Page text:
1. Chapter 1, plus at least one other chapter.
XII. Access, Insurance, Comparative International Experience - April 15
  • Issues of access and inequity.
  • Barriers to care.
  • The crisis in health insurance and the problem of the uninsured.
The Sociology of Health and Illness: A Critical Approach
  1. David J. Rothman. "A Century of Failure: Health Care Reform in America," pgs. 266-274.
  2. Thomas Bodenheimer and Kevin Grumbach. "Paying for Health Care," pgs. 275-282.
  3. Donald Light. "Comparative Models of 'Health Care' Systems," pgs. 464-478.
  4. Theodore R. Marmor and Jerry L. Mashaw. "Canada's Health Insurance and Ours: The Real Lessons, the Big Choices," pgs. 479-488.
  5. Jonathan Gabe. "Continuity and Change in the British National Health Service," pgs. 489-501.
  6. Deborah A. Stone. "Doctoring as a Business: Money, Markets, and Managed Care," pgs. 283-290.
Health Care Delivery in the United States
  1. Victor G. Rodwin. "Comparative Analysis of Health Systems: An International Perspective," pgs. 107-144.
  2. John Billings. "Access to Health Care Services," pgs. 395-426.
XIII. Impact of Changing Health Care Needs on the Health Care System - April 22
  • The need for long-term care and alternative modes of delivery.
  • Chronic illness, aging and HIV and AIDS.
The Sociology of Health and Illness: A Critical Approach
  1. Renee C. Fox. "The Medicalization and Demedicalization of American Society," pgs. 414-418.
Health Care Delivery in the United States
  1. Penny Hollander Feldman, Pamela Nadash, and Michael D. Gursen. "Long-Term Care," pgs. 199-237.
The Nation's Health
  1. Carroll L. Estes et al. "The Politics of Long-Term Care Reform Under the Clinton Health Plan: Lessons for the Future," pgs. 206-214.
  2. Carroll L. Estes and Tracy A. Weitz. "Aging and Gender: A New Voice on the Women's Health Agenda," pgs. 523-546.
  3. Dorothea Rice. "Medicare: A Woman's Issue," pgs. 514-522.
XIV. Quality Assessment and Quality Assurance - April 29
  • How do we measure and monitor the qulity of health care services?
  • How do we assess the effectiveness and appropriateness of care?
  • What are the ethical issues in the quality of health care delivery?
Health Care Delivery in the United States
  1. Susan D. Horn. "Improving Quality Care," pgs. 362-394.
The Nation's Health
  1. Introduction to Chapter 10, pgs. 435-439.
  2. Thomas Bodenheimer. "The American Health Care System: The Movement for Improved Quality in Health Care," pgs. 441-451
  3. Brook, Kamberg and McGlynn. "Health System Reform and Quality," pgs. 452-465.
Additional Reading
  1. Donabedian, A. "The Quality of Care. How can it be Assessed?" JAMA 260(12), 1988 Sept. 23-30, pgs. 1743-1748
May 6 PAPER 2 - DUE


In addition to attending and participating in classes, students must submit two papers and a bi-weekly exercise. These requirements are described below and the actual assignments are attached. Course grades will be calculated as follows:
 %Final GradeDate Due
Paper I20%February 4 (Class III)
Paper II35%May 6 (Exam Week)
Bi-Weekly Exercises30%
Class Participation15%

Paper I - Students must prepare a memo (3-4 pages in length) focusing on the interpretation of morbidity or service use data. The assignment will allow students to demonstrate their ability to understand and interpret quantitative data. Class readings will also be useful in preparing this memo.

Paper II - This paper will require a thoughtful, critical, and well-organized discussion of a provocative concept in Community Health and Medical Care. Rather than a research paper, this paper will provide students the opportunity to reflect upon the course materials. The paper should be 5 to 9 pages in length and students should present a carefully organized discussion, with well backed opinions and ideas. Material should be footnoted where appropriate.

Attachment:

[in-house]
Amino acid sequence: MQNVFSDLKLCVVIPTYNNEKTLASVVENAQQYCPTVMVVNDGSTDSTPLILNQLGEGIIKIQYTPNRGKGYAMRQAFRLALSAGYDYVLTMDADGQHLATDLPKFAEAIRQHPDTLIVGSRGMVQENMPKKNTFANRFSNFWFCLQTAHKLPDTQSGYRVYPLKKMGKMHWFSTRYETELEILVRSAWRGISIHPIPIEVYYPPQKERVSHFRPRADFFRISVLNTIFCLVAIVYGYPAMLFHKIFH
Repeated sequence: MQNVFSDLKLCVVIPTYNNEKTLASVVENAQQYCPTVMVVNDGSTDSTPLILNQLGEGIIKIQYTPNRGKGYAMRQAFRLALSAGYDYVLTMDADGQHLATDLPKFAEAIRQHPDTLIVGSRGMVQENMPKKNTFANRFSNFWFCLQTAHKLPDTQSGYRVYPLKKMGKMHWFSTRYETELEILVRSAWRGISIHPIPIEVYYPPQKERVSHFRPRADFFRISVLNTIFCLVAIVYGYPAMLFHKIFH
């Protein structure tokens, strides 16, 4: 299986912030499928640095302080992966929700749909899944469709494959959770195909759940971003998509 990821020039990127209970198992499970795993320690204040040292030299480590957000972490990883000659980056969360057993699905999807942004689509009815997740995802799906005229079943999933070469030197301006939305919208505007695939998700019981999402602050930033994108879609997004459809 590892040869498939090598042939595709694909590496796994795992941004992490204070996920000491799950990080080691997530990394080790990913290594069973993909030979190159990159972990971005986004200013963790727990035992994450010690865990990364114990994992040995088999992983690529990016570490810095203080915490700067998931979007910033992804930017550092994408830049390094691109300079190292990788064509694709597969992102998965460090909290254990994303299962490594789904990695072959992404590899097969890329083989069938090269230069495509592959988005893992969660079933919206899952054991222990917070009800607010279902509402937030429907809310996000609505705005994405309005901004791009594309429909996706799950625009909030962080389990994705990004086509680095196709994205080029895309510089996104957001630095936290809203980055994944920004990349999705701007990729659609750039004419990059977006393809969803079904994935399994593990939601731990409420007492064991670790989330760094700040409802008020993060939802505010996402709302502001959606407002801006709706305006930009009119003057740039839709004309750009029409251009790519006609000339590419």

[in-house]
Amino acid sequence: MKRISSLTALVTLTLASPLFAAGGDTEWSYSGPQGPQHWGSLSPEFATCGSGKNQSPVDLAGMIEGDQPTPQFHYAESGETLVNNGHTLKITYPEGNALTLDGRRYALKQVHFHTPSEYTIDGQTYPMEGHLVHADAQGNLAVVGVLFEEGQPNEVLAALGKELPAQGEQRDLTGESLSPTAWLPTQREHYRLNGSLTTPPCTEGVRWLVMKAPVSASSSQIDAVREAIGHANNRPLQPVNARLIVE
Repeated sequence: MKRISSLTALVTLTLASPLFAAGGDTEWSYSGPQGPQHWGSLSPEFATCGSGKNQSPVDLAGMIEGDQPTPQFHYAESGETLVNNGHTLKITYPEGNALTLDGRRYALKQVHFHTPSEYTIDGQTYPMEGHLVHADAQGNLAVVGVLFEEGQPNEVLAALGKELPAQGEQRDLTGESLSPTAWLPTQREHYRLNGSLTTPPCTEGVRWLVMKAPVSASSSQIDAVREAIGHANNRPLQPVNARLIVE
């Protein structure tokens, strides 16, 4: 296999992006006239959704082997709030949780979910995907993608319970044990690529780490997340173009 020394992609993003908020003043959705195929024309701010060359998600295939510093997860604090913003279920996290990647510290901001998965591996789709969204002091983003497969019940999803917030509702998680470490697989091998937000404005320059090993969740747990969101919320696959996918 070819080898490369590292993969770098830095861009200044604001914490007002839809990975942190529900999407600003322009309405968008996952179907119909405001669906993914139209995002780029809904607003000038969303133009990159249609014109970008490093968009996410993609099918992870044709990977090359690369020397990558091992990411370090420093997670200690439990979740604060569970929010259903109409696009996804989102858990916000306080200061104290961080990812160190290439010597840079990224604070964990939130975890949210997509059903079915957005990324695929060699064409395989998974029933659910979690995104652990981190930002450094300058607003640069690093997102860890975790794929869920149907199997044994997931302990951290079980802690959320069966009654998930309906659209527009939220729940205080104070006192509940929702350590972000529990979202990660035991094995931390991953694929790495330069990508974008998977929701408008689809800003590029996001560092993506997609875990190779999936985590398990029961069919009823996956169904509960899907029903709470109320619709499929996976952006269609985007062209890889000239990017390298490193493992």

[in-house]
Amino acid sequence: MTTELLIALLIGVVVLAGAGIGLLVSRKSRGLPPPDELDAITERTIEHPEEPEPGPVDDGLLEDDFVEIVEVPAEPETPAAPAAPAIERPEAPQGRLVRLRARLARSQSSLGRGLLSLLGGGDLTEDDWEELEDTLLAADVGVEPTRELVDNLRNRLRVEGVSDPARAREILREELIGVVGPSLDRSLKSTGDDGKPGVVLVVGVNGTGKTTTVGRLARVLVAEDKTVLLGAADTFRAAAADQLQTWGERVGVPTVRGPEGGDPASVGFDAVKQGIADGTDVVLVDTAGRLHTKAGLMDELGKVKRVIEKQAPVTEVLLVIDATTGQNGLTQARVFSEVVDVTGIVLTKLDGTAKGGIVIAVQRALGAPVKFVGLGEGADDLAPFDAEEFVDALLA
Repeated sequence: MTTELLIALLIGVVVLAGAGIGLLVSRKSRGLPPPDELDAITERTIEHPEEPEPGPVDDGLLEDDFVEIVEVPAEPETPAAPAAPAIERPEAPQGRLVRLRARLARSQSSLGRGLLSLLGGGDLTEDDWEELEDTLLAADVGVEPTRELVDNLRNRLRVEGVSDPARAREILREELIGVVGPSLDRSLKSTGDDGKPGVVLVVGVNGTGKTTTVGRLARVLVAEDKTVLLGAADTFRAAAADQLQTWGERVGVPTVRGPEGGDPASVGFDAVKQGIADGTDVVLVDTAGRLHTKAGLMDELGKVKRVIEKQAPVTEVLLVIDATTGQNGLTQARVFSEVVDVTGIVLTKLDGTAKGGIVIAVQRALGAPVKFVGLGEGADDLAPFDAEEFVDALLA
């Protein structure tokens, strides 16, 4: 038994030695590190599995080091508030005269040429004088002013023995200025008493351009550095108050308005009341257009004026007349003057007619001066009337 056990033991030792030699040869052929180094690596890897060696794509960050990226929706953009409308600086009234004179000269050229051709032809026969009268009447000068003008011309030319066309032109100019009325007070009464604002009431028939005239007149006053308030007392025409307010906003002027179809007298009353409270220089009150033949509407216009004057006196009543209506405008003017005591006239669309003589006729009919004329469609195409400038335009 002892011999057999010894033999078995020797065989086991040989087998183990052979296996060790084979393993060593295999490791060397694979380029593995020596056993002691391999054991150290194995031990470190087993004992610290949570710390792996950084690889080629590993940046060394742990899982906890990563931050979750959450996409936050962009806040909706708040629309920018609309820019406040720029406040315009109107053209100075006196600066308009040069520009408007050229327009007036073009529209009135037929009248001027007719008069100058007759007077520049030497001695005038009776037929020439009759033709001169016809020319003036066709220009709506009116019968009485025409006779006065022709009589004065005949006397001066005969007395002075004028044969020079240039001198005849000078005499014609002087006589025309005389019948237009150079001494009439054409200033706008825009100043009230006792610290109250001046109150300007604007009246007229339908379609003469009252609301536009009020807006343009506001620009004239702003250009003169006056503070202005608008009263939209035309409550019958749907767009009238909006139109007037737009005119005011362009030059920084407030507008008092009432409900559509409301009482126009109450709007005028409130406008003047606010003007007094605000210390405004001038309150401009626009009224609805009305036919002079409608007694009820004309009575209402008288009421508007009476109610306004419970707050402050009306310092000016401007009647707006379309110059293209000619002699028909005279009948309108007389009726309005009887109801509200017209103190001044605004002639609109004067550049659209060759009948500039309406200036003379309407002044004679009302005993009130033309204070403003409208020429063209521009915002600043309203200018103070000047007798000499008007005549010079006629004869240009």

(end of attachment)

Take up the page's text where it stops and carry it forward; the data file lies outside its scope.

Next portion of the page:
Bi-Weekly Exercises - Students are required to browse recent issues of well-respected journals, such as APHA, JAMA, NEJM, and Health Affairs. The attached list of relevant web sites may also be helpful. The Instructor will pass out a list of questions that should be answered in bi-weekly, two page essays. These essays should be based on class readings and/or relevant data and ideas from the journals or websites.

Class Participation - Classroom discussion and debate are essential to this course. Students are expected to come to class ready to discuss both the assigned and self-selected readings. Students are encouraged to approach the material in a thoughtful and critical manner.

Administrative Procedure - If you have trouble posting your bi-weekly exercises, please contact Zuzanna Kobryzynski at zk3@nyu.edu or 212-998-7535

Please write a 2 page essay with appropriate citations to the assigned readings for the following topics. These essays must be posted on Blackboard before 5 pm on the due date. Students must complete 4 of the 5 assignments. Late assignments will not be graded.

  1. DUE FEBRUARY 4, 2003 COVERING SESSIONS I & II Topic: Discuss the ways in which health and disease may be considered a "community affair." What implications would you draw for "Healthy People 2010 Objectives?"
  2. DUE FEBRUARY 20, 2001 COVERING SESSIONS III, IV, & V Topic: Given that health and disease are unevenly distributed, what should be the role of public health authorities? On the basis of what criteria should resources be allocated for medical services? For public health services?
  3. DUE MARCH 27, 2001 COVERING SESSIONS VI, VII, VIII & IX (NO JOKE!) Topic: Describe the U.S. health care system to a foreign visitor taking account of its strengths as well as weaknesses. Also, discuss how ambulatory surgery centers and health centers have affected hospitals and speculate on how hospitals will evolve in the future.
  4. DUE APRIL 3, 2001 COVERING SESSION X Topic: What do you think are the three most important functions of each of the following: physicians, nurses, and allied health professionals. Do you think any one group will dominate in the future?
  5. DUE APRIL 24, 2001 COVERING SESSIONS XI, XII & XIII Topic: Do changing health care needs make quality assessment even more important than it used to be? Do the foreign models of health care organizations in Canada, Great Britain, France, and Germany provide lessons for improving the quality of the U.S. health system?